Upon the hill, Egtved

Upon the hill, Egtved
Upon the hill, Egtved

Thursday, December 01, 2011

Common Holly/ Almindelig Kristtorn

Ilex aquifolium


 















Holly with its fine darkgreen shining leaves and bright red berries is a very popular decoration item in the Christmas season.

Holly, or European holly to distinguish it from related species, is also called Christmas holly or Mexican holly. Holly is a very ancient species. It can live 500 years, but usually does not reach 100. The old trees are scarce. It originated in southern and south western Europe, from where it spread to the central and western Europe, the North Sea and Australia. Ilex aquifolium is an invasive species on the West Coast of the United States and Hawaii.

Holly has grown in Denmark for the last 7000 years, today seen mostly in east- and south Jutland in hardwoods, thriving well in the shadows of the beech forest. It is listed - it is forbidden to remove a holly in a Danish forest. The flowers in spring are white and pollinated by bees. The toxicity of the fruit necessitates care when handling. Toxins from the fruits are not harmful to birds. Thrushes like blackbird, fieldfare, mistle thrush and redwing like the berries. After the first frost of the season, the fruit becomes soft and falls to the ground serving as important food for winter birds. This evergreen tree with its thorny leaves is a popular place for smaller birds to roost in the winter. The fact that it bears fruit in winter gives this plant a very important ecological value, being a good food source for many species, especially birds, at a time of scarce resources. These same fruits are considered purgative and emetic to humans.

Holly is rarely used medicinally due to its toxicity, but is diuretic, relieves fevers and has a laxative action.

NB: It is important to watch that children, dogs and cats do not come into contact with holly and the berries.


Folklore
Through thousand of years Holly has played an important role in rituals and religious life. The Holly tree is a symbol of goodwill, health and happiness. Old Christmas Carols are full of allusions to holly - and its most common association is in a Christmas seasoned decoration. In many countries in of Europe the holly tree was called Christ's Thorn or Holy Tree. An old Christmas legend has it that the first holly sprang up under the footsteps of Christ, and its thorny leaves and scarlet berries were likened to drops of blood, symbolic to his suffering.

Hedge of holly trees, Linde church, Randers
As with most other trees holly was revered for its protective qualities. It was said to guard against lightning, poisoning and mischievous spirits, and when planted around the house it was protecting the inhabitants from evil sorcerers. When confronted by wild animals, throwing a stick of holly at them would make them lie down and leave you alone. Water cooked with holly was sprayed on a newborn baby for protection, and carrying a piece of holly was said to promote good luck, particularly in men, for the holly was a male plant, while the ivy was the corresponding female. After midnight on a Friday people could quietly gather nine holly leaves, put them in a white cloth and under the pillow - and their dreams would come true.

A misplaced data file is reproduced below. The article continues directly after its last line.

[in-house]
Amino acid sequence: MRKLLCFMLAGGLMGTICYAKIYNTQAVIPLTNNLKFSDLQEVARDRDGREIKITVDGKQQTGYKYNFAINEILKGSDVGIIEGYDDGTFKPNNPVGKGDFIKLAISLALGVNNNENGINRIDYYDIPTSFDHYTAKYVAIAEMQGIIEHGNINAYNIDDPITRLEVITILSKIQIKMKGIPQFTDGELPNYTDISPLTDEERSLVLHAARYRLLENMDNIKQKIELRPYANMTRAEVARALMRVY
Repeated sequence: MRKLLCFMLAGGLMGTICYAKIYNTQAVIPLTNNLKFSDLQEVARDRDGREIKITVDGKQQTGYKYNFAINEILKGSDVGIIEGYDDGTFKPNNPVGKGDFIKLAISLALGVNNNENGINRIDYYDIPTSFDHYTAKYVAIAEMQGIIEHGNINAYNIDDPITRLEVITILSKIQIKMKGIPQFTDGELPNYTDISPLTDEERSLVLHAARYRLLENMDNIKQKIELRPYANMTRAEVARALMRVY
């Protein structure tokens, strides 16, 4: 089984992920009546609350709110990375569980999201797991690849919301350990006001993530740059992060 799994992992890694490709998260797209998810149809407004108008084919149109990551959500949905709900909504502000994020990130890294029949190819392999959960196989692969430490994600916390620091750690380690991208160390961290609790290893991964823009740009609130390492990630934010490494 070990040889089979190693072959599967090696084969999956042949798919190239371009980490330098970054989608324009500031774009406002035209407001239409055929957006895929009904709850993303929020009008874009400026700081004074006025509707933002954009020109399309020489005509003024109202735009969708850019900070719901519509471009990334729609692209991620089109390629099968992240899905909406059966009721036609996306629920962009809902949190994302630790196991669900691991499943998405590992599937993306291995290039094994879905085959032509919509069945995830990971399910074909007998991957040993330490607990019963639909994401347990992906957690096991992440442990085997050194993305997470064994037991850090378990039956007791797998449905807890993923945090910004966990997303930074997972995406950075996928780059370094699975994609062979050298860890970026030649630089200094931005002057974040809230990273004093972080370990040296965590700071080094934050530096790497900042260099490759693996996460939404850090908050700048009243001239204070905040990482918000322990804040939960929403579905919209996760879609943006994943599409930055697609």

For the Romans the holly tree was sacred to Saturn, and wreaths with bright red berries were given as gifts during the holiday Saturnalia, a festival of Saturn, held around the 17th of December. It was a celebration of the winter solstice, upon which the Christmas holiday later was modeled. Christmas Holly and other evergreens were adopted by common Christians as a Christmas decoration in spite of protests from Church fathers.

In ritual uses, holly was associated with death and the rebirth symbolism of winter. It was used in mid winter festivals in the old Celtic tradition for celebrating the Sun God's birth at the winter solstice. The leaves were thought to afford magical protection for homes against witches and lightning strikes, and holly tree sprigs were brought into the dwellings during the cold weather months in the belief that they afforded shelter to fairies. The Celtic priests, the Druids, associated holly with the elements of fire, and the old Celtic smithies and weapon makers used its charcoal to forge the swords, knives and tools.

In folklore holly was associated with the spirit of vegetation and the waning forces of nature. At Christmas time a man, the Holly king, was dressed up and covered in holly branches and leaves, and a woman was likewise dressed in ivy. Together they would be paraded through the streets , hand in hand, leading the old year into the new. Today the Holly king has been stylized by the figure of Santa Claus.


In the Harry Potter Universe Harry's magic wand is the only wand made of Holly.

Sources:
Sten Porse: Plantebeskrivelser; Fred C. Galle: Hollies. The Genus Ilex, 1997; Flora of NW Europe: Ilex aquifolium



photo 2006/2011: grethe bachmann,


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